My Debtor-Creditor Summer Vacation: To Greece and Germany

Since 2011, I’ve gone somewhere for 10 days every June or July- Greece in 2011, Italy and Israel in 2012, Austria, Finland and Estonia in 2013, and Israel in 2014. Last winter, a friend of mine and I were discussing and he suggested we go to Mykonos and Germany this coming summer. An odd combo, but why not?  How little I knew then…

 

In January, when US Airways and American were aligning their fare classes, there was a period where business class award tickets were available on every US Airways flight with seat availability.   Using AA miles for transatlantic premium award tickets is typically very difficult, since AA releases very few seats, and while British Airways seats are plentiful, they have massive fuel surcharges. Finnair, Air Berlin, and Iberia offer some less expensive options, but they’re hardly widely available. So I jumped at the chance and booked a trip from DCA to Athens via Philly in US Airways Envoy Class, returning Munich to DCA, again via Philly.

My friend shortly after flaked out, but I decided to go through with it anyway.   I had 9 days to divide between Greece and Germany, and settled on three nights in Mykonos (where I’ve been before), and three nights each in Cologne and Munich – two German cities I had never been to before.Greek Debt Crisis Pits Greeks Against Germans - The New York Times 2015-07-12 20-05-20

Getting around Europe, I booked a Olympic Airways flight from Athens to Mykonos using cash, and then the once weekly nonstop flight from Mykonos to Cologne on Germanwings with cash as well.   From Cologne to Munich is either a long train or a short flight. Though the flight is cheap, I had a stash of Airberlin miles, since, at the time of my Abu Dhabi trip on Etihad, AA wasn’t giving credit for Etihad flights to the US. The miles ended up only saving me $50 over a full-on cash booking, but the low mileage of the flight wasn’t going to make the difference for me earning miles.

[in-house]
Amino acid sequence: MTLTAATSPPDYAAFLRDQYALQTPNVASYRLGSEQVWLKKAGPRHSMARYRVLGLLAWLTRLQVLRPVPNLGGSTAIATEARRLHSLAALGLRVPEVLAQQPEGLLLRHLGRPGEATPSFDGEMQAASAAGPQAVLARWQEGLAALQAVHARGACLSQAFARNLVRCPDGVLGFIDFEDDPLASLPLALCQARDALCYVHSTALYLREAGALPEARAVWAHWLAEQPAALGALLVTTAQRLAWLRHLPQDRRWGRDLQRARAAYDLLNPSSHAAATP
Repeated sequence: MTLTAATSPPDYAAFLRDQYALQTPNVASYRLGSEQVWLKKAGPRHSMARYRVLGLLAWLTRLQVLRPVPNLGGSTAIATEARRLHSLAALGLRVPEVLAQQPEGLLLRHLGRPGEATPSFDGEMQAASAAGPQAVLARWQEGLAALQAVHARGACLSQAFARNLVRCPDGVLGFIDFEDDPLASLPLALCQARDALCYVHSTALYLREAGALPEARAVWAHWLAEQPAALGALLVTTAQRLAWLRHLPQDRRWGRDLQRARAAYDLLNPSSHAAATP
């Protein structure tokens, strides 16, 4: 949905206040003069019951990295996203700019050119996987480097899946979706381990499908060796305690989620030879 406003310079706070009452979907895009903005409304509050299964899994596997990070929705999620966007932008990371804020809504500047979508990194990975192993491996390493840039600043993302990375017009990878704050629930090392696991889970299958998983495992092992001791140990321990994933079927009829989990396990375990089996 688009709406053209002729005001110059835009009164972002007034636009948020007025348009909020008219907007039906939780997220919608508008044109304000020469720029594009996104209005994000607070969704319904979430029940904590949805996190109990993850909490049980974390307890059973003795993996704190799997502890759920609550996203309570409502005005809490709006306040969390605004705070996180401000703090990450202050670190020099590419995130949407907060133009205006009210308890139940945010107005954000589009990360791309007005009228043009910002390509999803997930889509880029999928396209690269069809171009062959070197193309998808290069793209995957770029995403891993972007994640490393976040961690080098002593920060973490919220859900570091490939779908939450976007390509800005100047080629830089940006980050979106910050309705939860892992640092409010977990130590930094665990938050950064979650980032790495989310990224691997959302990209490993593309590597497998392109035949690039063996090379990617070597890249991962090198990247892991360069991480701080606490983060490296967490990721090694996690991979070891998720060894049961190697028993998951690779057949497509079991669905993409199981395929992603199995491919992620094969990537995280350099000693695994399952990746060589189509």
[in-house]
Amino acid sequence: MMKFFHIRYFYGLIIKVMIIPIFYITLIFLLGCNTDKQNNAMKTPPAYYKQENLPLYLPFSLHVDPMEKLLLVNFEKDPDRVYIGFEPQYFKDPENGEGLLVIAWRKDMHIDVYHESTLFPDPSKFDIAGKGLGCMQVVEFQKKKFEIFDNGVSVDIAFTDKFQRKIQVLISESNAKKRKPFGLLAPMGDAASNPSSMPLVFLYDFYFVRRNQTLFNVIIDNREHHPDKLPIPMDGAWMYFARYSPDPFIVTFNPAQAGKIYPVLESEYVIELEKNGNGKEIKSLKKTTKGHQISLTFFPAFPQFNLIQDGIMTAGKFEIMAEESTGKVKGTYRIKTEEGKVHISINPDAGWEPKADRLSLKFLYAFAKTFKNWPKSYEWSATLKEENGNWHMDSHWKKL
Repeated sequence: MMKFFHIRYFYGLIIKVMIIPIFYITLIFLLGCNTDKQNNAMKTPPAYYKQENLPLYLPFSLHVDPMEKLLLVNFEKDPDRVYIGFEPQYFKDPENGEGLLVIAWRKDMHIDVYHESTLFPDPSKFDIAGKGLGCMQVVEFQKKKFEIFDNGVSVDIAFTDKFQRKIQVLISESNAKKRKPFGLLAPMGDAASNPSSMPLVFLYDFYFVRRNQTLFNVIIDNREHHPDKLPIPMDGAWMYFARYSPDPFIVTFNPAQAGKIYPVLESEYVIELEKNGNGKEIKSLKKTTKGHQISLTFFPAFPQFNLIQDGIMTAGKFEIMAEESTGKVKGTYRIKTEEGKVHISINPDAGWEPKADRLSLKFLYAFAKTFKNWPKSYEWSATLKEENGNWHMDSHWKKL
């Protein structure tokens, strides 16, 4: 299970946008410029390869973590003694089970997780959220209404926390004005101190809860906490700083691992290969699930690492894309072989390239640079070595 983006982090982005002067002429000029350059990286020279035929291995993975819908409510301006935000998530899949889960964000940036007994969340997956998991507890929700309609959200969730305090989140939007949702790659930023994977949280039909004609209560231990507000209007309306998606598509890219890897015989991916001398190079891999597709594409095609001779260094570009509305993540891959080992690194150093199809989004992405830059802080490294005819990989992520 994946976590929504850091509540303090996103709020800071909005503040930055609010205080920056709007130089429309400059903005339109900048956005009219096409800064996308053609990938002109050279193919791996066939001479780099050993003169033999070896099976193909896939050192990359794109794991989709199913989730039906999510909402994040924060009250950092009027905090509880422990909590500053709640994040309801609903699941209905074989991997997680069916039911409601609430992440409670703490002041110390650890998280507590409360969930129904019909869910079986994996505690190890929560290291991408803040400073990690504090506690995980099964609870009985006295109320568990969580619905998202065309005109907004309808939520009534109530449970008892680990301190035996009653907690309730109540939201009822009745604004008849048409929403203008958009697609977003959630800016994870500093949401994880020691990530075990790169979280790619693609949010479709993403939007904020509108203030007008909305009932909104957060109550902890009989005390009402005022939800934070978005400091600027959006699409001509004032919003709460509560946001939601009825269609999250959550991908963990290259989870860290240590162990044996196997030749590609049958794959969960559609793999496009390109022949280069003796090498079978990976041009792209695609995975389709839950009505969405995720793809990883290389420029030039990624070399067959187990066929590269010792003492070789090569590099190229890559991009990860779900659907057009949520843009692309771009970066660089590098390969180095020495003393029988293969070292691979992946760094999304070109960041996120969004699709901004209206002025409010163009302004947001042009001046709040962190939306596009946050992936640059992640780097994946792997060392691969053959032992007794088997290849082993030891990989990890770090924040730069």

In terms of hotels, I decided to return to the same hotel in Mykonos I stayed in 2011 – the Geranium, an all-gay, low-frills hotel just outside of Mykonos Town. The hotel was fine when I stayed at it then, with a convenient location, friendly staff, and nice pool, and it was affordable compared to other hotels in Mykonos.

For Cologne, I was initially looking at the Hyatt Regency, but Club Carlson announced a few changes in April that influenced my planning. Effective June 1, Club Carlson eliminated the best benefit of its Visa card: the last night free on a multi-night award stay – which I had taken advantage of Paris, Phuket, Helsinki, Panama City, Sydney, and Vienna. In addition, they also jacked up the award prices of many of their most desirable properties. So It was definitely time to burn some Club Carlson points, so I booked 2 nights at the Radisson Blu Cologne for a total of 44,000 points (in addition to 2 nights at the Radisson Martinique in New York for 50,000 points). Perhaps to make up for these devaluations, Club Carlson also commenced a number of bonus points promotions that made a paid stay worth a lot. In June, they announced a 30% sale in Europe, so I booked a prepaid rate at the art’otel Cologne for only 66 EUR, which actually seemed to be better located than the Radisson Blu.